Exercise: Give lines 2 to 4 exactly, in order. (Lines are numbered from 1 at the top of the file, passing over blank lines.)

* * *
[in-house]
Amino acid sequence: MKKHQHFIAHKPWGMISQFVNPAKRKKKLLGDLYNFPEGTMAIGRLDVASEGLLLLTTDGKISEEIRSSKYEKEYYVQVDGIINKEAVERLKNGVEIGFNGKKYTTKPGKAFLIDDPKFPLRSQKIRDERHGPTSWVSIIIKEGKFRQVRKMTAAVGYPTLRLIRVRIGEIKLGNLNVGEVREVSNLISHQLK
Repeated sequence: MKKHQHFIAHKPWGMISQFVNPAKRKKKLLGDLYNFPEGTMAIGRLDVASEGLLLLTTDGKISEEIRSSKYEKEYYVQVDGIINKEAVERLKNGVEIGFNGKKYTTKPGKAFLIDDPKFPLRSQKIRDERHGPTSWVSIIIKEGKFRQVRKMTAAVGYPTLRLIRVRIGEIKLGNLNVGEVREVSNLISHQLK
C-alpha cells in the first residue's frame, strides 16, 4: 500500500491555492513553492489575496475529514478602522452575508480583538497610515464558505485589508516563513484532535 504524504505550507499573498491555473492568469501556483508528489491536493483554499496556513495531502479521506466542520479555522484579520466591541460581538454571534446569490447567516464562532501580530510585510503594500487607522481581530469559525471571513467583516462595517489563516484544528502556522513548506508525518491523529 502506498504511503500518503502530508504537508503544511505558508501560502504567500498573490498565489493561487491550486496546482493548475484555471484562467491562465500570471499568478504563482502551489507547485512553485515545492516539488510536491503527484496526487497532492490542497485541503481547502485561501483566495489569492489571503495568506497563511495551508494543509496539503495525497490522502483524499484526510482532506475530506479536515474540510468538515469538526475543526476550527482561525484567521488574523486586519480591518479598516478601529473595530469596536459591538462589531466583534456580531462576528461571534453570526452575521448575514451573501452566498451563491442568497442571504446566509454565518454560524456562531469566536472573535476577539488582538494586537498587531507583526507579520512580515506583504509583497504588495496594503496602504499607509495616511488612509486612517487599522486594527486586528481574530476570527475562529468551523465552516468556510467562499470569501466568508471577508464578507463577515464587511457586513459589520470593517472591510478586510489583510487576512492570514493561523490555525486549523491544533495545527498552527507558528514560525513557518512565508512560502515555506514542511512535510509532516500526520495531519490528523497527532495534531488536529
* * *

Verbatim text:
Amino acid sequence: MKKHQHFIAHKPWGMISQFVNPAKRKKKLLGDLYNFPEGTMAIGRLDVASEGLLLLTTDGKISEEIRSSKYEKEYYVQVDGIINKEAVERLKNGVEIGFNGKKYTTKPGKAFLIDDPKFPLRSQKIRDERHGPTSWVSIIIKEGKFRQVRKMTAAVGYPTLRLIRVRIGEIKLGNLNVGEVREVSNLISHQLK
Repeated sequence: MKKHQHFIAHKPWGMISQFVNPAKRKKKLLGDLYNFPEGTMAIGRLDVASEGLLLLTTDGKISEEIRSSKYEKEYYVQVDGIINKEAVERLKNGVEIGFNGKKYTTKPGKAFLIDDPKFPLRSQKIRDERHGPTSWVSIIIKEGKFRQVRKMTAAVGYPTLRLIRVRIGEIKLGNLNVGEVREVSNLISHQLK
C-alpha cells in the first residue's frame, strides 16, 4: 500500500491555492513553492489575496475529514478602522452575508480583538497610515464558505485589508516563513484532535 504524504505550507499573498491555473492568469501556483508528489491536493483554499496556513495531502479521506466542520479555522484579520466591541460581538454571534446569490447567516464562532501580530510585510503594500487607522481581530469559525471571513467583516462595517489563516484544528502556522513548506508525518491523529 502506498504511503500518503502530508504537508503544511505558508501560502504567500498573490498565489493561487491550486496546482493548475484555471484562467491562465500570471499568478504563482502551489507547485512553485515545492516539488510536491503527484496526487497532492490542497485541503481547502485561501483566495489569492489571503495568506497563511495551508494543509496539503495525497490522502483524499484526510482532506475530506479536515474540510468538515469538526475543526476550527482561525484567521488574523486586519480591518479598516478601529473595530469596536459591538462589531466583534456580531462576528461571534453570526452575521448575514451573501452566498451563491442568497442571504446566509454565518454560524456562531469566536472573535476577539488582538494586537498587531507583526507579520512580515506583504509583497504588495496594503496602504499607509495616511488612509486612517487599522486594527486586528481574530476570527475562529468551523465552516468556510467562499470569501466568508471577508464578507463577515464587511457586513459589520470593517472591510478586510489583510487576512492570514493561523490555525486549523491544533495545527498552527507558528514560525513557518512565508512560502515555506514542511512535510509532516500526520495531519490528523497527532495534531488536529